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Plausible alternatives must be part of the criteria when determining the frequency of testing. Work closely with the buildings in the local area to identify the type of emergency lighting and services available. The frequency of the testing can be reduced if local alternatives are available. Coordination and communication is essential in this type of approach.

Emergency lighting systems provide limited lighting, as they are reliant on a local, limited power source. The lights are most frequently placed around the outside perimeter of the building, in stairwells and hallways. The purpose of these systems is to provide sufficient light for people to leave the building.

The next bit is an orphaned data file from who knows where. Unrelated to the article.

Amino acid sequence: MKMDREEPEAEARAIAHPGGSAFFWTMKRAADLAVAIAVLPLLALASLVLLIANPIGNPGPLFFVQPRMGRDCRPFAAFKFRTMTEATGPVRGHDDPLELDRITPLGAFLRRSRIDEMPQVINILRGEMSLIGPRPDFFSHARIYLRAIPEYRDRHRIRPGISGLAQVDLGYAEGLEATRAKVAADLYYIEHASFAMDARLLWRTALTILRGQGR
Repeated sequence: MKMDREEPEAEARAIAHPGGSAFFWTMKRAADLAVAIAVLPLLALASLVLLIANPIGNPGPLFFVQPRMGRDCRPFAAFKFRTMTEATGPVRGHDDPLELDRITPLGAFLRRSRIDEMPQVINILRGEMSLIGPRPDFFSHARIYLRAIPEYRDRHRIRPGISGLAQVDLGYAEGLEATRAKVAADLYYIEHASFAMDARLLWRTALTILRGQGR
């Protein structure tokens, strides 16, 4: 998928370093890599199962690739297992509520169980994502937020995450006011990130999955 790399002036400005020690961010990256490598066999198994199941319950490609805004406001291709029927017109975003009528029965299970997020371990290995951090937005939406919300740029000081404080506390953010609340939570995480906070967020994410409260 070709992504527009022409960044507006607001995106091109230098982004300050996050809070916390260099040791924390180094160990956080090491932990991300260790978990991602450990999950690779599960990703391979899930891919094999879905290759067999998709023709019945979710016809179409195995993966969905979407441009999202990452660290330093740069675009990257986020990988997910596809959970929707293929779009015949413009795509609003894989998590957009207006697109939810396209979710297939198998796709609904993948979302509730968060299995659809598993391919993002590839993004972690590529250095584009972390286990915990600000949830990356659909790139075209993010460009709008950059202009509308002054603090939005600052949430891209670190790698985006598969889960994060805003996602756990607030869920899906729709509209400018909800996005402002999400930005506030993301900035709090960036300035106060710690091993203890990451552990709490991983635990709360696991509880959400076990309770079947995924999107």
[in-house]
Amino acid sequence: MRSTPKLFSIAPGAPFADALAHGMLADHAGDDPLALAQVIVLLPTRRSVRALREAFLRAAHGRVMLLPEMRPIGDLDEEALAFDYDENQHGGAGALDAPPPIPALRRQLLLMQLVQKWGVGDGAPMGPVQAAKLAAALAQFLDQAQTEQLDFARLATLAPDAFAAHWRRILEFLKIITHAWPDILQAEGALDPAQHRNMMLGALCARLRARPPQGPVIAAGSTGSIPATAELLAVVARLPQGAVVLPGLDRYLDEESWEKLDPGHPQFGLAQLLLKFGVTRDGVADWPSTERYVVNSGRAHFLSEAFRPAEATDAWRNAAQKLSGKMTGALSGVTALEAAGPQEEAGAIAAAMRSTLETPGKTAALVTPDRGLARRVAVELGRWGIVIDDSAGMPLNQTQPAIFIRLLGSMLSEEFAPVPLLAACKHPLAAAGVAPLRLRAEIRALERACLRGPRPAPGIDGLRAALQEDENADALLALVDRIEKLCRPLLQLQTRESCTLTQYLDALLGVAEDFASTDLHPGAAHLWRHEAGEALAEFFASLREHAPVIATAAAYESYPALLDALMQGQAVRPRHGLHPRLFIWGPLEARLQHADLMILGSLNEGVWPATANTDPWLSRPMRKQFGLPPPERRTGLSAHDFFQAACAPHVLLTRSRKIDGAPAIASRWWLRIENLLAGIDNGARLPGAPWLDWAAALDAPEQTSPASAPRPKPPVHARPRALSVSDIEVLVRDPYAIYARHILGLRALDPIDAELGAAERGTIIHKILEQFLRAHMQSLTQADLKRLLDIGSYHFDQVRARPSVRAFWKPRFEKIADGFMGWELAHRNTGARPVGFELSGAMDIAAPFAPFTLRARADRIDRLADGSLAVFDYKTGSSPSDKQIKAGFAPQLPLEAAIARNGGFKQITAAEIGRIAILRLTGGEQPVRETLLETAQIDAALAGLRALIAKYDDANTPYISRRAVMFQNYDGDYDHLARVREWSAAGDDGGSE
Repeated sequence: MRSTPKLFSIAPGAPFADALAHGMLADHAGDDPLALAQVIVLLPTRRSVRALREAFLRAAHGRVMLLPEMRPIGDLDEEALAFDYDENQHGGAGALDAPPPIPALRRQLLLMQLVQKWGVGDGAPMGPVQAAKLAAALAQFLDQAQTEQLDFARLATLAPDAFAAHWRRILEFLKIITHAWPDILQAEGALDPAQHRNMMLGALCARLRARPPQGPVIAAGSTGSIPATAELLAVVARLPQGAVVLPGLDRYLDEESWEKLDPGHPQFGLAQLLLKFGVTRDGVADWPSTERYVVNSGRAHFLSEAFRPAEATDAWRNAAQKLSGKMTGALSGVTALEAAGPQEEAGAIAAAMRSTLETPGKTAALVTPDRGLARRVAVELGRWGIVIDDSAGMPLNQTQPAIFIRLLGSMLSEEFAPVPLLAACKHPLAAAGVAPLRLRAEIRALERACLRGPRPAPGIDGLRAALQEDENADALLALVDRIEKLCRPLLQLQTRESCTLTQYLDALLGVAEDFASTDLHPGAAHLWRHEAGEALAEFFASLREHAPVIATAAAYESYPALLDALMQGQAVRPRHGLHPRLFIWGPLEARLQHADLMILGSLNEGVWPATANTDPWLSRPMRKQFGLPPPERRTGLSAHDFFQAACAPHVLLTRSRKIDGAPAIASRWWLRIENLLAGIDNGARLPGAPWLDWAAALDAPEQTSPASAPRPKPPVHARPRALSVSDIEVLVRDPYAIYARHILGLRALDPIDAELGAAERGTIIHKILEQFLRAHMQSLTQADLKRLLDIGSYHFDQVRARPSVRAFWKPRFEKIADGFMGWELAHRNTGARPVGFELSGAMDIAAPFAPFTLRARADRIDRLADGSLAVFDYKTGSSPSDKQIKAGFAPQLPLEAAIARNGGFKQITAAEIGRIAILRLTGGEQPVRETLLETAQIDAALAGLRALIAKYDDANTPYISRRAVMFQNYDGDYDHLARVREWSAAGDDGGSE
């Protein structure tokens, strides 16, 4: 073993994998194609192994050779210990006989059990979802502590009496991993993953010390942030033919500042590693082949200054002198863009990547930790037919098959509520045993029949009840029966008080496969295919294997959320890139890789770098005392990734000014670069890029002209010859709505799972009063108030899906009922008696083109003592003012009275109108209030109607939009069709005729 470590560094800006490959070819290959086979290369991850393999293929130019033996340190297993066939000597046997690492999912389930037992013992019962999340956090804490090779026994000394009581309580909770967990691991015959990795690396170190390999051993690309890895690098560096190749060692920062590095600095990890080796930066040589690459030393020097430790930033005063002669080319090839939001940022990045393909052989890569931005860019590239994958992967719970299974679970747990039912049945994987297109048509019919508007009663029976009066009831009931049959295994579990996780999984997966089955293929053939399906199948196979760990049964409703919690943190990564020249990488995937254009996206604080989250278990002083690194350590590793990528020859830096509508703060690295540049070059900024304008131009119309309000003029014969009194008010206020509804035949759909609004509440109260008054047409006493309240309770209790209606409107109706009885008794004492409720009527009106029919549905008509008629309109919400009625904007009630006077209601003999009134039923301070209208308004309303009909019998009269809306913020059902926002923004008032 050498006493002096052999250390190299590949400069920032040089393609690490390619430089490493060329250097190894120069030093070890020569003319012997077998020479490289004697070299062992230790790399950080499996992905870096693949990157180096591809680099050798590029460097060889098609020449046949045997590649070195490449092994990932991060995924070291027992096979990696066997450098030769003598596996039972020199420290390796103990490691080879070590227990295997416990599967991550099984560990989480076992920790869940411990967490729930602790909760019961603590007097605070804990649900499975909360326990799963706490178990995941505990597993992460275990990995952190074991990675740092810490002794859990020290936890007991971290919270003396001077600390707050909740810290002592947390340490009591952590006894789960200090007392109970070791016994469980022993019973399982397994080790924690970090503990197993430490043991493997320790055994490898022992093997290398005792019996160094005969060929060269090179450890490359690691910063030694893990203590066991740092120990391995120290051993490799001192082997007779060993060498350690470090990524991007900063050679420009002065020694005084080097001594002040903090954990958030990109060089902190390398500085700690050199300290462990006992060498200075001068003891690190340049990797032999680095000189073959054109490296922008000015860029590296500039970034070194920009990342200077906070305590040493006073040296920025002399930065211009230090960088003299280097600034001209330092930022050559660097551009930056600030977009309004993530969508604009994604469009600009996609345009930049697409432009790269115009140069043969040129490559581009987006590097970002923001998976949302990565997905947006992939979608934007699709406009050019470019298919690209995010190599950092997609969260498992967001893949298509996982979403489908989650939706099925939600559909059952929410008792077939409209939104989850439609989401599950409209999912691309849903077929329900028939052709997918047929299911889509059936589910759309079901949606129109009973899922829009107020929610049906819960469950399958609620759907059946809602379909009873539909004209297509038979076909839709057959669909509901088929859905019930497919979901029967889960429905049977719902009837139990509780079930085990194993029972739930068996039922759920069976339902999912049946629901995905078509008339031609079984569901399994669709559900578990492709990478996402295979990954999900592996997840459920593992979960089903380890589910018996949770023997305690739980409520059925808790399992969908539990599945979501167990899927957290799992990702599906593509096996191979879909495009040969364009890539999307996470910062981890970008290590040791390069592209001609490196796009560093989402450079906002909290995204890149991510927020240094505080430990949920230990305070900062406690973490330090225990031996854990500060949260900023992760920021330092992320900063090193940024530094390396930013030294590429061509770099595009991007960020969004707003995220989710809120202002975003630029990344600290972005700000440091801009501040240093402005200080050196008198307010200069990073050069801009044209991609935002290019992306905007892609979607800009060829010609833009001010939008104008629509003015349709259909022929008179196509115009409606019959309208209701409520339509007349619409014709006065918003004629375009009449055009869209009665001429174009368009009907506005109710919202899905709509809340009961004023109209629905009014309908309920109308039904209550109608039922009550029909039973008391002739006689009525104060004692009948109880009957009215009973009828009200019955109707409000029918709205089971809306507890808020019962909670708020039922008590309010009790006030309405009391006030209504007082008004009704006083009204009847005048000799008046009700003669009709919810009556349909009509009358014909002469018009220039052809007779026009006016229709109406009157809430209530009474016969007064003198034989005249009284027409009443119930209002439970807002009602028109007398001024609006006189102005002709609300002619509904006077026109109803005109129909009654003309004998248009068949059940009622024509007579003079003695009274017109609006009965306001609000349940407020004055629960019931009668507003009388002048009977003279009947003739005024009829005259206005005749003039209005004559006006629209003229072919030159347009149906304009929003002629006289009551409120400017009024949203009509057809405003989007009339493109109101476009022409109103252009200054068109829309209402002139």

As part of the emergency lighting test, be sure to test the bulbs themselves. These minor issues have a huge impact on the effectiveness of these types of systems. Check the wiring of the emergency lights once a year, at minimum. Work with local emergency service providers to ensure that all related systems are checked at the same time.

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FireAlarm247
Post 7

Emergency lighting and exit lighting should be tested per the requirements of your authority having jurisdiction. The code that has been adopted by most states that applies to this is NFPA 101.

Typically, the yearly test is performed by an outside contractor while the monthly tests are performed in house.

Moderator's reply: @FireAlarm247 - thank you for the information you have included in your post.

As you mentioned, the National Fire Protection Agency (NFPA), Standard No. 101-31-1.3.7 recommends a monthly functional test on all emergency lighting systems for at least 30 seconds and an annual functional test for 90 minutes. The NFPA also recommends keeping written records of tests and inspections to share with authorities, if necessary.